Science, Tech & Environment

How to hack the internet, Cuban-style

RTX2UQOG.jpg

Carolina Gutierrez (center left), 17, and Neuil Valdez, 18, use mobile phones to connect to the internet at a hot spot in downtown Havana, on Dec. 12, 2016. 

Credit:

Alexandre Meneghini/Reuters 

Facing limited internet options, high costs and low speeds, Cubans are creating workarounds to get online.

Player utilities

This story is based on a radio interview. Listen to the full interview.

Since 2014, the government has opened hundreds of public Wi-Fi hot spots for Cubans and tourists who visit the island. But for many Cubans, the costs to get online are too high. And when they do, many find the connection speeds too slow.

That's why some Cubans are creating workarounds to get online. 

The World’s Marco Werman interviewed Antonio García Martínez, who reported on these workarounds for Wired. The "hacks" include el paquete semanal (“the weekly package”).

“Every week, more than a terabyte of data is packaged into external hard drives known as el paquete semanal ('the weekly package'). It is the internet distilled down to its purest, most consumable, and least interactive form: its content. This collection of video, song, photo, and text files from the outside world is cobbled together by various media smugglers known as paqueteros, and it travels around the island from person to person, percolating quickly from Havana to the furthest reaches in less than a day and constituting what would be known in techie lingo as a sneaker­net: a network that transmits data via shoe rubber, bus, horseback, or anything else.”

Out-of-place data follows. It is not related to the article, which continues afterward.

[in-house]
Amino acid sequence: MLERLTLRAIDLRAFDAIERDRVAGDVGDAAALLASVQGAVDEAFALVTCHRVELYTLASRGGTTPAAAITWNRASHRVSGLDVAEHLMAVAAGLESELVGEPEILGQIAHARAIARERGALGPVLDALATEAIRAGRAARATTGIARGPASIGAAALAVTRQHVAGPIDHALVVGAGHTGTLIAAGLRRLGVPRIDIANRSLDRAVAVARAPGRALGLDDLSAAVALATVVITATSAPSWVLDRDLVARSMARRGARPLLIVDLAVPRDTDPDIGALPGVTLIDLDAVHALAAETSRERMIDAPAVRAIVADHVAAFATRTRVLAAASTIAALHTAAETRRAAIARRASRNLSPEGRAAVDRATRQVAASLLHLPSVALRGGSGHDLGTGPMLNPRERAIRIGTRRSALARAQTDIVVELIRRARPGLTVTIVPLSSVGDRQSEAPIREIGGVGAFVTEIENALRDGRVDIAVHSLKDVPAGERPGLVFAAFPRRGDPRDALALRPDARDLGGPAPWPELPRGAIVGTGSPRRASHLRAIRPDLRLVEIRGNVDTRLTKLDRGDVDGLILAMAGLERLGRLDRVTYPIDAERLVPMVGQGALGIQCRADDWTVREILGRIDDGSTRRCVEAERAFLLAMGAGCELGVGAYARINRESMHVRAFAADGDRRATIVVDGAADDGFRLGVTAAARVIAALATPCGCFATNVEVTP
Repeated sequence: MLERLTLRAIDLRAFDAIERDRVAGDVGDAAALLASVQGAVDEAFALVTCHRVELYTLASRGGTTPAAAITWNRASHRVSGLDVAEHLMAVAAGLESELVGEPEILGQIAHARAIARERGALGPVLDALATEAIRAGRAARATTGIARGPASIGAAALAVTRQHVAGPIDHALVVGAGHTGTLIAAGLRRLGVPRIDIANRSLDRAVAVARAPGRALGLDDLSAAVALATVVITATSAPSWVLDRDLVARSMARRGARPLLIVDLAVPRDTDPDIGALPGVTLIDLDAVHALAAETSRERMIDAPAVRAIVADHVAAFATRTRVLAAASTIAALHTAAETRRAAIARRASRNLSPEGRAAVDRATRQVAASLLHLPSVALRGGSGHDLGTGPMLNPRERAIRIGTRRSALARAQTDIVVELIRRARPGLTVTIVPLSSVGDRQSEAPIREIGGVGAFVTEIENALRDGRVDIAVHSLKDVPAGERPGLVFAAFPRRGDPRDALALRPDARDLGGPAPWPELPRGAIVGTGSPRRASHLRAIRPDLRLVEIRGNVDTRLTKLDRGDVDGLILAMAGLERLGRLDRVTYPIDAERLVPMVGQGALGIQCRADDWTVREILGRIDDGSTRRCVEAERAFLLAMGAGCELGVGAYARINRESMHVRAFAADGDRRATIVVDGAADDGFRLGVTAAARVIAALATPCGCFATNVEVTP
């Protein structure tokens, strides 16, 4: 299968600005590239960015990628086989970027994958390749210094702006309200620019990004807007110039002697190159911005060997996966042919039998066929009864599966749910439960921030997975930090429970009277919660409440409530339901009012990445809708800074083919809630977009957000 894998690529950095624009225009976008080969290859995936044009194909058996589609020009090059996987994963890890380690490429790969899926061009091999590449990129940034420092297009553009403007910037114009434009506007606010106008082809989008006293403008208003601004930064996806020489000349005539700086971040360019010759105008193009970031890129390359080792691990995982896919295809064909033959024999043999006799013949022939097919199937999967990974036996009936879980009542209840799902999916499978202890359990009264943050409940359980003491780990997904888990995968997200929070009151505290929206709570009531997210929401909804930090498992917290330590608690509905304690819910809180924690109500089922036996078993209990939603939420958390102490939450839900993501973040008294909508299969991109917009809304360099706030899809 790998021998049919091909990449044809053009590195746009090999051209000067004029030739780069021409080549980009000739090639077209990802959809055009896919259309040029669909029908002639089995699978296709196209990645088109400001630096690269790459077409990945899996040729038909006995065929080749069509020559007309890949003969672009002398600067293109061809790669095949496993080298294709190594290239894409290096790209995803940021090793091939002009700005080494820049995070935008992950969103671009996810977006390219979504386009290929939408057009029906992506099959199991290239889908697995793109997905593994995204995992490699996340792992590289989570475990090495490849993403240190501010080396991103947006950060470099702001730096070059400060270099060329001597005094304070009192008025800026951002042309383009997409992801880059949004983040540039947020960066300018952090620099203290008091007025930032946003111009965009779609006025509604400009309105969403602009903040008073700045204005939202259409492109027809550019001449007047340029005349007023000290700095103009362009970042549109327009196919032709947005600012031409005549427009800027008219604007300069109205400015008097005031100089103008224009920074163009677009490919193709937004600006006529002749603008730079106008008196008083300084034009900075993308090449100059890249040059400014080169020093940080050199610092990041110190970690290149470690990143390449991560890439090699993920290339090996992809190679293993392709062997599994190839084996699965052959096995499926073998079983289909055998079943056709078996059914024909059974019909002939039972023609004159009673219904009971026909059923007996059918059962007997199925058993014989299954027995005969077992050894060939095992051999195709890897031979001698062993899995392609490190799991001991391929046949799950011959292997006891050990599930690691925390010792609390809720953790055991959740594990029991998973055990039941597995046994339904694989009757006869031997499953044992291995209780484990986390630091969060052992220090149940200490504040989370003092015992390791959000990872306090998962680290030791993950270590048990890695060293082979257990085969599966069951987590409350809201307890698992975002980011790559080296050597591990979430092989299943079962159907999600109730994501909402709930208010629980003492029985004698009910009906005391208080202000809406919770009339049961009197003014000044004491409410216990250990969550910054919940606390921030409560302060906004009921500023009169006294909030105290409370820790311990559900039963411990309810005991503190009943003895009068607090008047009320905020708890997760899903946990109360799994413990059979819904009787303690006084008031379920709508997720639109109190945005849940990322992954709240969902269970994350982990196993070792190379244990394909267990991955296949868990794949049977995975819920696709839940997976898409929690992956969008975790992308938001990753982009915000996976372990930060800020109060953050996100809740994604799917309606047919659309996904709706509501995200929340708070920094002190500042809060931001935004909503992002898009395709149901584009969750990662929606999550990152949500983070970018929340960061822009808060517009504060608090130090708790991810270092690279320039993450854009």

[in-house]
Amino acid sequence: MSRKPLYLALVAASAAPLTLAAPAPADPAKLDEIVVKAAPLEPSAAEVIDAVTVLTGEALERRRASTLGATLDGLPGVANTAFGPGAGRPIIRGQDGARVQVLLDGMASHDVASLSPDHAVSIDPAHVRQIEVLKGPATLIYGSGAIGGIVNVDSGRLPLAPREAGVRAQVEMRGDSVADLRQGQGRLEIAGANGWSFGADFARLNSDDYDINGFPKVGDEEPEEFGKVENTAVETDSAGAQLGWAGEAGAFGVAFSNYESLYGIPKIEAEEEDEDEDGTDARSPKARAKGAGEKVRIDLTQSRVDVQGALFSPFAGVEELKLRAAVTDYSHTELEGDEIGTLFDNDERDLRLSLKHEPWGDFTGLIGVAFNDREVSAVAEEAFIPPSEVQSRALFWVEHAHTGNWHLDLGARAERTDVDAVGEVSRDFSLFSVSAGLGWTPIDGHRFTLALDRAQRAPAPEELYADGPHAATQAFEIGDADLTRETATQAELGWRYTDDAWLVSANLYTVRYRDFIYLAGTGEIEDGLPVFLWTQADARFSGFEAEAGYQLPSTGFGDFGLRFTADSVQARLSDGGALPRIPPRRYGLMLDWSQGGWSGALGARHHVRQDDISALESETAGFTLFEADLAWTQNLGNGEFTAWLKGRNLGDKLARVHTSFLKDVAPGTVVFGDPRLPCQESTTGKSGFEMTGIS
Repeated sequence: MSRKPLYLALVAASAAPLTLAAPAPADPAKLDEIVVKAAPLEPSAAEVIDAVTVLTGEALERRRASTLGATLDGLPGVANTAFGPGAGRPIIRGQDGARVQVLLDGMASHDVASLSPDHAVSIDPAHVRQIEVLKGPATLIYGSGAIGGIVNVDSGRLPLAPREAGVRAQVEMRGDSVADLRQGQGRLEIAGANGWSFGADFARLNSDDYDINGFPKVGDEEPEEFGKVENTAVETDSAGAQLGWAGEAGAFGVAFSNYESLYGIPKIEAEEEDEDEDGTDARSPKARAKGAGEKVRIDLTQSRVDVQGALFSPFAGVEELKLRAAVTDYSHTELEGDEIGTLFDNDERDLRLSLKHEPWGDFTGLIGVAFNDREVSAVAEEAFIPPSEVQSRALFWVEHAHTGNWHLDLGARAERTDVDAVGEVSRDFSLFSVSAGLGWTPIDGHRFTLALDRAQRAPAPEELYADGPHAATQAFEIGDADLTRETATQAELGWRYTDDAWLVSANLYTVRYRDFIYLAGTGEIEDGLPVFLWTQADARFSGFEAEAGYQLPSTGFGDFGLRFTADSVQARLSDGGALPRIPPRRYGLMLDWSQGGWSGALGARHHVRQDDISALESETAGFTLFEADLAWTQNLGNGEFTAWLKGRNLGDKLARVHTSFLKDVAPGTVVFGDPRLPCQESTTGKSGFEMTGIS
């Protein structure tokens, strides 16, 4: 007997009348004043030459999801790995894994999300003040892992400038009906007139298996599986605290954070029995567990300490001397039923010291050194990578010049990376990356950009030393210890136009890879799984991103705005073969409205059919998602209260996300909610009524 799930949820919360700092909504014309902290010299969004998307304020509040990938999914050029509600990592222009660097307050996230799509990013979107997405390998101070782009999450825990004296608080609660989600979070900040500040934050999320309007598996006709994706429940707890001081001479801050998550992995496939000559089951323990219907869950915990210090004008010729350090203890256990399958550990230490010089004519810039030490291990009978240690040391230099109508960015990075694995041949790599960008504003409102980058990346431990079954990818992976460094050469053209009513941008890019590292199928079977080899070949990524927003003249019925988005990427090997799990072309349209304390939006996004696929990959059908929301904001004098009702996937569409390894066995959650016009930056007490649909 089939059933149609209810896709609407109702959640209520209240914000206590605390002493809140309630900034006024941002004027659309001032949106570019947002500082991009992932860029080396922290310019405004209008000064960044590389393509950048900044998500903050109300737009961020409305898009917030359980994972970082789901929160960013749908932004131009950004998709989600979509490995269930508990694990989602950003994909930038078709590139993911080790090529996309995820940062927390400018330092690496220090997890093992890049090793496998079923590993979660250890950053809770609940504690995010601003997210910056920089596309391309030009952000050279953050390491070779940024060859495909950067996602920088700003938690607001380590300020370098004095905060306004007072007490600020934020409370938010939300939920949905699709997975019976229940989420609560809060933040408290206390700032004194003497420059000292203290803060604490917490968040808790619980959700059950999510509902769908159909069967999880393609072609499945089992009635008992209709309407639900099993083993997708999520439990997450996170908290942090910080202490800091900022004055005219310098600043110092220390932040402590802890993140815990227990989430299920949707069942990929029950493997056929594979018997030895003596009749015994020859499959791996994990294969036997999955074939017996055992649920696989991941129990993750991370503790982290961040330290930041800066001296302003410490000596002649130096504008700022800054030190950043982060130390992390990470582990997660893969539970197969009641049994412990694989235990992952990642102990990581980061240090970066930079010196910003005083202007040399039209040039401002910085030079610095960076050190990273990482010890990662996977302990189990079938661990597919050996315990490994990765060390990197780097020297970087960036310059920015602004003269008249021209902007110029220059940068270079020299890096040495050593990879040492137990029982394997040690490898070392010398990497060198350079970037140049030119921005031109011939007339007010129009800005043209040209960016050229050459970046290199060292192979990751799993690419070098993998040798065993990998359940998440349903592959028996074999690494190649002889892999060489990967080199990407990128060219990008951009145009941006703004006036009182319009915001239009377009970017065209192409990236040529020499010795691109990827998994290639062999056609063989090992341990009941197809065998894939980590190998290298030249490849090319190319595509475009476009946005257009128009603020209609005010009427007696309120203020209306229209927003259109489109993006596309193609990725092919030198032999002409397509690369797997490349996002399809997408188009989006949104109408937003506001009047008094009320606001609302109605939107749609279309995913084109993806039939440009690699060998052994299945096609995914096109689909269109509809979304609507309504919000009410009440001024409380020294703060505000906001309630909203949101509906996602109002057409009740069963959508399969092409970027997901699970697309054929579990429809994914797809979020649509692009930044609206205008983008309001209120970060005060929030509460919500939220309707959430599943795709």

Cuban gamers also created the SNET network — short for "street network," according to the Wired report. 

“Named SNET, short for street network, it is a homebrewed intranet stretching across the capital and parts of the provinces that reproduces much of the consumer internet we know in the free world. With no fast, affordable access to Facebook, Instagram, or online audio streaming, the Cubans have simply created their own versions of these sites and services internally in a wholly separate network, and they are quickly rushing into the same minefield of acceptable-use policies, cyberbullying, pornography filtering, memes, and general online mayhem that Americans have been suffering for years.”

You can read Antonio García Martínez's piece here or listen to the interview by clicking the "play" button above.